What was it like to work with your cast?
GK: It was a treat. The most important job that a director can do is put together a strong cast because that is how the audience experiences the drama. And so I worked really hard to put together a cast that could be a family. That was the most important part of my job. Once I put them together I saw them jell in ways that were natural. It didn’t require too much work. Obviously during scenes there was a lot of direction, but if you cast well, you can let your characters come to life through your actors. That was a lot of fun to watch.
The first moment I knew I had a good cast was early on when we were shooting the scenes in the van when the family is first arriving at the new house. It is tough to shoot in a van. These poor actors are trapped in a small space going back and forth with lights and cameras. And they quickly found an energy in which they were joking and playing off each other. And you felt like you were listening to a family.
What do you hope audiences take away from the film?
GK: I hope that they have a great time in the movie theater. That is why I made the film. I think “Poltergeist” should be a thrill ride. That is part of the reason why I made the movie in 3D. It could take better advantage of the experience of sitting in a dark room, experiencing a movie with a large group of strangers. For me the best outcome would be that a new generation finds the love of genre and horror that I had growing up.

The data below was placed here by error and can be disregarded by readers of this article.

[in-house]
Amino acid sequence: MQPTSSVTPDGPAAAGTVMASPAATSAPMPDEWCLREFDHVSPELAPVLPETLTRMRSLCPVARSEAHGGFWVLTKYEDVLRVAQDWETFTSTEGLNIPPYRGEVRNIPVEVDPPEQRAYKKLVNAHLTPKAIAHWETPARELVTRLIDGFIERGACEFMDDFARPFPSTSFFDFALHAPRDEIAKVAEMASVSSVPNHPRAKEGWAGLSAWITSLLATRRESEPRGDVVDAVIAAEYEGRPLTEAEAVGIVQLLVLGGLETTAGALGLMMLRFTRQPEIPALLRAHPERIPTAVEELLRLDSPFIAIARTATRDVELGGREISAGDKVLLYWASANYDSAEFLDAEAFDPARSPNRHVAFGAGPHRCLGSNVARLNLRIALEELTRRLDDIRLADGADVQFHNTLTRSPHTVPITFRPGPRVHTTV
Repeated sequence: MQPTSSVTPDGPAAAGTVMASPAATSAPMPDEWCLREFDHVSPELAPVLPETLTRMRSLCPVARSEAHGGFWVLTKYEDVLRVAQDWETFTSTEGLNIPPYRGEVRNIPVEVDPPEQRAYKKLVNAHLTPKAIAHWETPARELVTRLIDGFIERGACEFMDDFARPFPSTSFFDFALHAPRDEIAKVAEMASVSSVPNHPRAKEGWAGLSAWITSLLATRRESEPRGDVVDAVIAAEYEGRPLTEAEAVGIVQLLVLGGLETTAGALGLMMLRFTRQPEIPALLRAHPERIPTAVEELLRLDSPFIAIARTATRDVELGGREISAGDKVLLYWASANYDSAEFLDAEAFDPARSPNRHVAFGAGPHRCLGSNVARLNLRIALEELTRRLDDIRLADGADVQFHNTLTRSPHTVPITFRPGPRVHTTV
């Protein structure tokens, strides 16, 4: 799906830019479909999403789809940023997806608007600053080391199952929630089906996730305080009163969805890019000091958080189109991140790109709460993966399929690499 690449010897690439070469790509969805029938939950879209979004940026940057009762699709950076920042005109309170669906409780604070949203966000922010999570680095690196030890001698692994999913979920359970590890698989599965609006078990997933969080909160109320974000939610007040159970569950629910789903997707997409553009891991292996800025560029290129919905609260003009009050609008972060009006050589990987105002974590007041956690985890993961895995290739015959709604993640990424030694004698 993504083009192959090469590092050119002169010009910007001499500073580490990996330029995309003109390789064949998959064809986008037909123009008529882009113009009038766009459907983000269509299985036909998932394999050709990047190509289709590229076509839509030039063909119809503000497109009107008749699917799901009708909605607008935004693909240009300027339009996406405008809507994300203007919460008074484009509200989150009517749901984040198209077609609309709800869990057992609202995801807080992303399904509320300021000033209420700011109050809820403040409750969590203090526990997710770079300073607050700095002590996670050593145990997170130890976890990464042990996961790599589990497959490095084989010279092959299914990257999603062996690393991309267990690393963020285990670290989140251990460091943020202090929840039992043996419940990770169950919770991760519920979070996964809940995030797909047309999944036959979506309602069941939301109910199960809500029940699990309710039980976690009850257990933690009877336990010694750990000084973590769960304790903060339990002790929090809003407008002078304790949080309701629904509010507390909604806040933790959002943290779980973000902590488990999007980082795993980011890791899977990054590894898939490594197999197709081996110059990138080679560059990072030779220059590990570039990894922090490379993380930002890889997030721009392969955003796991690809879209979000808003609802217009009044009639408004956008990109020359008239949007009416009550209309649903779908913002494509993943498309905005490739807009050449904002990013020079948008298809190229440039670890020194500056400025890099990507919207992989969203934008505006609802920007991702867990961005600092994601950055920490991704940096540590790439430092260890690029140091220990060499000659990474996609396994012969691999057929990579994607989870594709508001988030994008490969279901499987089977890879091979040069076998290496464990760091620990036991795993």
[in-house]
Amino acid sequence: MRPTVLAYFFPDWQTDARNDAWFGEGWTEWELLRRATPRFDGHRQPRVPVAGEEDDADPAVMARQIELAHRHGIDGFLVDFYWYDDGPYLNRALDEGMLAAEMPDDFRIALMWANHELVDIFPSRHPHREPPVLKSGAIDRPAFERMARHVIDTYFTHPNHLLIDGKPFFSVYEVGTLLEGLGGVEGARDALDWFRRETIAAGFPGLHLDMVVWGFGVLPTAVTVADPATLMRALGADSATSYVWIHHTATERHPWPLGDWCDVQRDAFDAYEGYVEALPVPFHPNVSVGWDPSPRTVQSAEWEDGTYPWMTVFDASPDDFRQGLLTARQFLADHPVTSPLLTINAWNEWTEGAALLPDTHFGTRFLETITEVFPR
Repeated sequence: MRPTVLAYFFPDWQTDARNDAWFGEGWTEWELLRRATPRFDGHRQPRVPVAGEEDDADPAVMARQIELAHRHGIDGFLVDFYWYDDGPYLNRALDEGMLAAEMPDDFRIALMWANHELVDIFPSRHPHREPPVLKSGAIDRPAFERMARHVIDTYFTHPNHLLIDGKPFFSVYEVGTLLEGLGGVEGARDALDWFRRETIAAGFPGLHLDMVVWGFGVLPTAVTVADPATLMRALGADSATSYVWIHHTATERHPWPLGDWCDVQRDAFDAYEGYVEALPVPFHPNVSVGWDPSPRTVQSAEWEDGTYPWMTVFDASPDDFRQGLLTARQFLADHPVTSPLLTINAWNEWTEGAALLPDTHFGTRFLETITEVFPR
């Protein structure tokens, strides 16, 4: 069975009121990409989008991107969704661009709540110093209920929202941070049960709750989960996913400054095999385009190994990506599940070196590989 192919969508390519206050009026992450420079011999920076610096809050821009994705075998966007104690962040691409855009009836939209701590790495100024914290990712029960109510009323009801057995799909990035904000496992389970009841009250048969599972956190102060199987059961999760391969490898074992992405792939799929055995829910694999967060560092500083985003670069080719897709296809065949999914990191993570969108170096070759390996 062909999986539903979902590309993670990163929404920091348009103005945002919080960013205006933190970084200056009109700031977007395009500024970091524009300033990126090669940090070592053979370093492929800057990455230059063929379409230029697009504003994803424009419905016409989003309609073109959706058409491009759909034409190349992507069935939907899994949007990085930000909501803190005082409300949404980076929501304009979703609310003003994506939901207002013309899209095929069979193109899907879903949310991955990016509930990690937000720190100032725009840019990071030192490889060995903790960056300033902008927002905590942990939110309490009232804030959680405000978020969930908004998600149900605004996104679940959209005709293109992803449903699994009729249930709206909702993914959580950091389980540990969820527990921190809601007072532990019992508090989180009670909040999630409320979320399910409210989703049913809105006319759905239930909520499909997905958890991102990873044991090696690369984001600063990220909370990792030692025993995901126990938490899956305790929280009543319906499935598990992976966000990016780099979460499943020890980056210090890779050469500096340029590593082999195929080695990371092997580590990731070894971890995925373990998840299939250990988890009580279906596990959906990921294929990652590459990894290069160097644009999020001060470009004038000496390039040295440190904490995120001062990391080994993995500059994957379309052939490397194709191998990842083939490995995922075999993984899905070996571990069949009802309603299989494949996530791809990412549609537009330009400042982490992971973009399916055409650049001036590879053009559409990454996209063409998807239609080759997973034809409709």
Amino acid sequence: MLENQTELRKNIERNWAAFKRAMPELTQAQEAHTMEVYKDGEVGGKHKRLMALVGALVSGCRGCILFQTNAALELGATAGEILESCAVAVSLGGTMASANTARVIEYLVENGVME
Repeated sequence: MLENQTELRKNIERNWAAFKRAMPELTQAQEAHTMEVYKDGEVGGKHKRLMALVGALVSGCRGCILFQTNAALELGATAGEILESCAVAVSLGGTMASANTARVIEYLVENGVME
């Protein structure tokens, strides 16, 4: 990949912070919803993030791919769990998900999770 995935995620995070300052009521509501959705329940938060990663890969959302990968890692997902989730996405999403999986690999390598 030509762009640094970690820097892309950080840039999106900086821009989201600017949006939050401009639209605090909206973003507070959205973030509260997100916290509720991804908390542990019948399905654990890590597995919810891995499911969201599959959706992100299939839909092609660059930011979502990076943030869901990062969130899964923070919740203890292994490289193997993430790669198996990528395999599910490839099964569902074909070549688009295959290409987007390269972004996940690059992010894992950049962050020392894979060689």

So you directed a fantasy film “City of Ember,” an animated film “Monster House” and now a horror film. What other genres would you like to explore?
GK: I think that there is more to be explored in the intersection between reality and fantasy. I don’t feel a hunger to explore something that is completely fantastical. I think that “Ember” scratched that edge, but I think there is more to be done with what happens when the fabric between the impossible begins to rip into our world. That’s a world I would like to work in a bit more in the future.
Do you feel that there are challenges with jumping from one genre to the next? Has it helped you grow as a director? Has it changed the way you see certain aspects of filmmaking?
I think that it is nice to hear that I’ve moved from one genre to the next, but for me all of these stories have found ways to bring darker genre elements into stories that normally wouldn’t have them. That is the thing that is exciting for me. Creating human stories on screen and really challenge and test the actors in fantastical elements. It is important to feel inspired when making something. Whether it be a remake or something completely original or working in a genre you’ve never worked in before, it is a really hard and long job to direct a film and you have to feel really inspired so that you can do your work. For me that is the most critical element.
RT/Meta Critic Review
but it will keep you on the edge of your seat. (Click here to see)